Advantageously, a connector holding zone or staging zone is provided between the installing station and the dispensing unit, the holding zone being capable of holding a plurality of connectors therein whereby an individual connector can be moved from the holding zone to the installing station during each operating cycle of the machine. The cable guide extends from the dispensing unit through the holding zone to the installing station. When the cable guide is in its retracted position, it does not extend into the holding zone thereby to permit the loading of a plurality of connectors in the holding zone at the beginning of a cable manufacturing operation.
FIG. 1 is a perspective view of a harness of the type produced by a machine in accordance with the invention.
FIG. 2 is a perspective view showing an electrical connector.
FIG. 3 is a view showing the machine.
FIG. 4 is a sectional side view of the cable feeding or dispensing unit.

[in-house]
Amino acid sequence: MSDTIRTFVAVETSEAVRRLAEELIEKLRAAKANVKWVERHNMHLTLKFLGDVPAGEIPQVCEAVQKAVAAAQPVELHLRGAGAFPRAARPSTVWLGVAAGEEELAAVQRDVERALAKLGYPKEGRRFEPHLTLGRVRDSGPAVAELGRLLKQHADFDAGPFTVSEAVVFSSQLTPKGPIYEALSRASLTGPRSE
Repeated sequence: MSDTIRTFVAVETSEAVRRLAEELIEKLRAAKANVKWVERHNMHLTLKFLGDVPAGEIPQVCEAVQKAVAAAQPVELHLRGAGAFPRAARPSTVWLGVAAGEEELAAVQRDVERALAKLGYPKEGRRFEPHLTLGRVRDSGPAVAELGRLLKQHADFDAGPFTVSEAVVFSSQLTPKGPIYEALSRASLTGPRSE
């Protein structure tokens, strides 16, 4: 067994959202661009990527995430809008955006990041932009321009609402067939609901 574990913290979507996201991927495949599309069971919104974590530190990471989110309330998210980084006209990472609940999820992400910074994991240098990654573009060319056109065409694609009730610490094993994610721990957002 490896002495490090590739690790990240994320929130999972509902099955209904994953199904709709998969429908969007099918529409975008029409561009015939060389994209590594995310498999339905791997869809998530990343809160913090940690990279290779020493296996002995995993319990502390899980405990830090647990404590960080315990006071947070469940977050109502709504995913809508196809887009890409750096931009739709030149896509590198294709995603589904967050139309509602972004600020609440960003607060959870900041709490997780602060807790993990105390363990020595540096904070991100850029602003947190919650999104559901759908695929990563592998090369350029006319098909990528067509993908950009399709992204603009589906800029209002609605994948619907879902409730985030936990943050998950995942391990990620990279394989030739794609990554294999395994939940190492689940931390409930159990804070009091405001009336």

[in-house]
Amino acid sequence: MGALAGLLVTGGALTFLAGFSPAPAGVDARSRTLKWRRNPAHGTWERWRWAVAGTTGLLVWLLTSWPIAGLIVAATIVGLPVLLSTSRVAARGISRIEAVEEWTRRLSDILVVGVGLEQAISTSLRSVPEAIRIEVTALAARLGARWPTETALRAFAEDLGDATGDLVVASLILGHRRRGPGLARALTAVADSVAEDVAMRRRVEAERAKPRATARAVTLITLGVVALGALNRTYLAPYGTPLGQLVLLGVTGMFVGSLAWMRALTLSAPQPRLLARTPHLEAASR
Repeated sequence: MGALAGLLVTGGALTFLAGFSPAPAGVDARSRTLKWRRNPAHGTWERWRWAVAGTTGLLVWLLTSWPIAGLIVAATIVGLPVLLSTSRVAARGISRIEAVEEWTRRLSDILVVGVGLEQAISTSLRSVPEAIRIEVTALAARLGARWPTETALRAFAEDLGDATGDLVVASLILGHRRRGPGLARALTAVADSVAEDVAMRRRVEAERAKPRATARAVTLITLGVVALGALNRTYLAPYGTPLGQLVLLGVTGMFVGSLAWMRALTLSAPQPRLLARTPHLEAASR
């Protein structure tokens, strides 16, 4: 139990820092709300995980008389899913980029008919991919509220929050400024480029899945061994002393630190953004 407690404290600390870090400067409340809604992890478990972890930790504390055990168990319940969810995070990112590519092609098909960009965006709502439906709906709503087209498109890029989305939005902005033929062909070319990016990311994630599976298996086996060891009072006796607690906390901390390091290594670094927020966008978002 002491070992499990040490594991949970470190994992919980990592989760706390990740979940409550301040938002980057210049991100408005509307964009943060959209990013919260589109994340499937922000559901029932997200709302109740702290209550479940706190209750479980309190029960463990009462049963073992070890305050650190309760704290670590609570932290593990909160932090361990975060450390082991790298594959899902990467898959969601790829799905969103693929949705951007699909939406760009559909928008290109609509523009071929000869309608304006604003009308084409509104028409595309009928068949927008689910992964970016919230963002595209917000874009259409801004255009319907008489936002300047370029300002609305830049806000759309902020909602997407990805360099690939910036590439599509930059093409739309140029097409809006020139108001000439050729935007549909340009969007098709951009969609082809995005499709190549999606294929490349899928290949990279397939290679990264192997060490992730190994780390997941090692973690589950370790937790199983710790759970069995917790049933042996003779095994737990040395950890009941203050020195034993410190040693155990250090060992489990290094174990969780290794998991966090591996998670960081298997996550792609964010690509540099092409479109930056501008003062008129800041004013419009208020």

FIG. 5 is a view showing one of the fixtures used to hold a connector during the harness manufacturing process.
FIG. 6 is a perspective view of the cable guide.
FIGS. 7-9 are diagrammatic views which illustrate the harness manufacturing process and particularly the role of the cable guide in the process.
A harness 2 of the type produced by a machine in accordance with the invention comprises (FIG. 1) a multi-conductor ribbon cable 4 having connectors 6, 6', installed thereon at predetermined locations. The connectors are identical to each other, however, the connectors 6', are oriented oppositely from the connectors 6. The connectors are of the general type described in U.S. Pat. No. 4,410,229 (which is hereby incorporated by reference) and will be described only briefly and to the extent necessary for an understanding of the present invention.